The ancient sand dune deposits in the Tokachi plain, east Hokkaido, which were constructed by reworked pyroclastic fall materials as a result of the eolian flowing, was studied. These deposits, 1-10m in thickness, are mainly composed of pumiceous fine sand, being covered by the younger volcanic ashes and soils. More than 300 dunes are distributed on the Pleistocene terraces named as “Kamisatsunai I Plain” (Fig. 4). Tephrochronologic and topographic investigation revealed the date of the dune sands to be older than the Tarumai pumice-fall deposit “d” (T-d) in about 9, 000 years B.P. and younger than the Shikotsu pumice-fall deposit 1 (Spfa-1) dated as 32, 000 years B.P. (Fig. 1). The ancient dunes can be classified into three types from the view point of stratigraphic features in the deposits; namely, the first type dune derived from the Spfa-1 deposit, the second type dune derived from the Spfa-1 and Eniwa pumice-fall deposit “a” (E-a), and the third type dune, the newest one of them, derived from the E-a deposit. The third type of them is predominated in numbers. As shown in Figs. 4, 5 and 6, most of them had an oval form, and the long-axis pointed to the northwest. This may give an important information on the prevailing wind in the past. They are supplied with sand carried by the prevailing wind from the unconsolidated pyroclastic deposits (E-a and Spfa-1) covered with poor vegetation, probably under the arid condition. Accordingly, the formation of those ancient dune in this plain might have indicated the palaeoclimatic change in the end of Würm glacial age.
In the present article the authors intended to make clear the geologic age of the Chuetsu and Uonuma Groups, through the studies on the stratigraphy and the pollen floral change of these two groups. The results obtained are summerized below. 1) The geology of the Chuetsu and Uonuma Groups in the western area of Tokamachi city is shown in Fig. 1. 2) The results of the pollen analysis are shown in Figs. 2 and 3. The prosperity and decline of Taxodiaceae are well shown in these figures, and the floral zonation in Fig. 4 is established based on the occurrence of Taxodiaceae. 3) The curve of the paleo-temperature in Fig. 4 was drawn upon the ecological data of the pollen assemblages. 4) In Fig. 5, the Uonuma Group is compared with the Osaka Group which shows the most representative Quarternary succession in Japan, mainly based on the pollen floral change. 5) The occurrence of the genera of Taxodiaceae is very characteristic: namely they change from (1) inferiority of Metasequoia, to (2) flourish of Metasequoia, to (3) inferiority of Metasequoia with Cryptomeria, to (4) flourish of Cryptomeria ascendingly. This phenomenon is samely seen in the Osaka Goup. 6) The disappearance of the Tertiary elements and the appearance of the Quarternary elements in the Uonuma Group are earlier than in the Osaka Group. 7) If we permit the presumption that the horizon of so-called Olduvai normal events is the boundary of Plio-Pleistocene, the boundary concerned in the Uonuma Group may be in the neighbourhood of Mf-3.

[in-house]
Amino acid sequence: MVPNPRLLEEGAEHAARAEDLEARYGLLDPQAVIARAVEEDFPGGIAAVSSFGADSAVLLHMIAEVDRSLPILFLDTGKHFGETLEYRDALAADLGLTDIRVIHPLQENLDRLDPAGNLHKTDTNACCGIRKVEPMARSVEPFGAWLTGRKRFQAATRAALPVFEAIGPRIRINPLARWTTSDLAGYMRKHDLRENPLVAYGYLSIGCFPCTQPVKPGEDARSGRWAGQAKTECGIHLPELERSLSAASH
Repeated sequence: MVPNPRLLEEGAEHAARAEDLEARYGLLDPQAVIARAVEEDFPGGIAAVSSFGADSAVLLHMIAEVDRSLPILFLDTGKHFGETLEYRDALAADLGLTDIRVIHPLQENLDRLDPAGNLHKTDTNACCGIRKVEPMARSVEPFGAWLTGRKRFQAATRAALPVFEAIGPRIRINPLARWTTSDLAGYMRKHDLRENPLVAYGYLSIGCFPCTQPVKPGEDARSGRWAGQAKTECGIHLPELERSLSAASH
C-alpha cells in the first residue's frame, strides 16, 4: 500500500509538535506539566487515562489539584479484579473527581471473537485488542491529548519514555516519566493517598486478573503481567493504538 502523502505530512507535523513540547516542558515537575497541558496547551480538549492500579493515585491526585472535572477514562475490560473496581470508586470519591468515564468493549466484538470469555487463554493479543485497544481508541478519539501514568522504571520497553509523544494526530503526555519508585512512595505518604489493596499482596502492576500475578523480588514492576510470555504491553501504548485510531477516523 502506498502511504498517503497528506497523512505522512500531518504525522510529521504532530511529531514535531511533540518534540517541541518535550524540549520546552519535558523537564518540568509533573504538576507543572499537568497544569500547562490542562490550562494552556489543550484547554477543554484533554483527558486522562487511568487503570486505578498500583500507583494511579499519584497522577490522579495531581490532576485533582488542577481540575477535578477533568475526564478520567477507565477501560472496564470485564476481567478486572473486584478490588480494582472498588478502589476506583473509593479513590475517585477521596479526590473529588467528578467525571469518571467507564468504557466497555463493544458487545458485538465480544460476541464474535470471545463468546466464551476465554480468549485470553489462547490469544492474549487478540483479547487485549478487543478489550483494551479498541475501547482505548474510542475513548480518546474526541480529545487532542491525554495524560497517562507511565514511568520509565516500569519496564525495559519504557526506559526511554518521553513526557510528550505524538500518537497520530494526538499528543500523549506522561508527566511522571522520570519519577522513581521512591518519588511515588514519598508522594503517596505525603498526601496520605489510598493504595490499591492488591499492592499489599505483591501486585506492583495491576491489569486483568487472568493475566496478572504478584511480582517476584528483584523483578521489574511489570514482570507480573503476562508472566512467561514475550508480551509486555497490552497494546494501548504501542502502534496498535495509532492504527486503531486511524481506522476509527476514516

Since Emiliani et al. (1961) analysed the paleotemperature of the Pliocene and Pleistocene in le Castella area, southern Italy, the proposed type locality of the boundary between the Pliocene and Pleistocene, more-detailed works had begun on the stratigraphic problems of the Upper Pliocene and Lower Pleistocene in various-areas of the world. Among the recent knowledge, the combined microbiostratigraphy and magnetic chronology is the most useful criteria for the Pliocene and Pleistocene correlation. The authors undertook a tentative correlation of the Upper Pliocene and Lower Pleistocene between le Castella area and the Boso Peninsula (Fig. 2) based on their previous studies of the magnetic stratigraphy made on both areas (Nakagawa, Niitsuma, and Hayasaka, 1969; Nakagawa, Niitsuma, and Elmi, 1970). The base of the Calabrian in le Castella area could be placed at a horizon younger than the Olduvai Event in the Matuyama Reversed Polarity Epoch in the magnetic stratigraphy in the sense of Hays et al. (1969). Designation of the type locality of the Pliocene-Pleistocene boundary and the microbiostratigraphic evidence of the horizon around the boundary were previously reviewed briefly.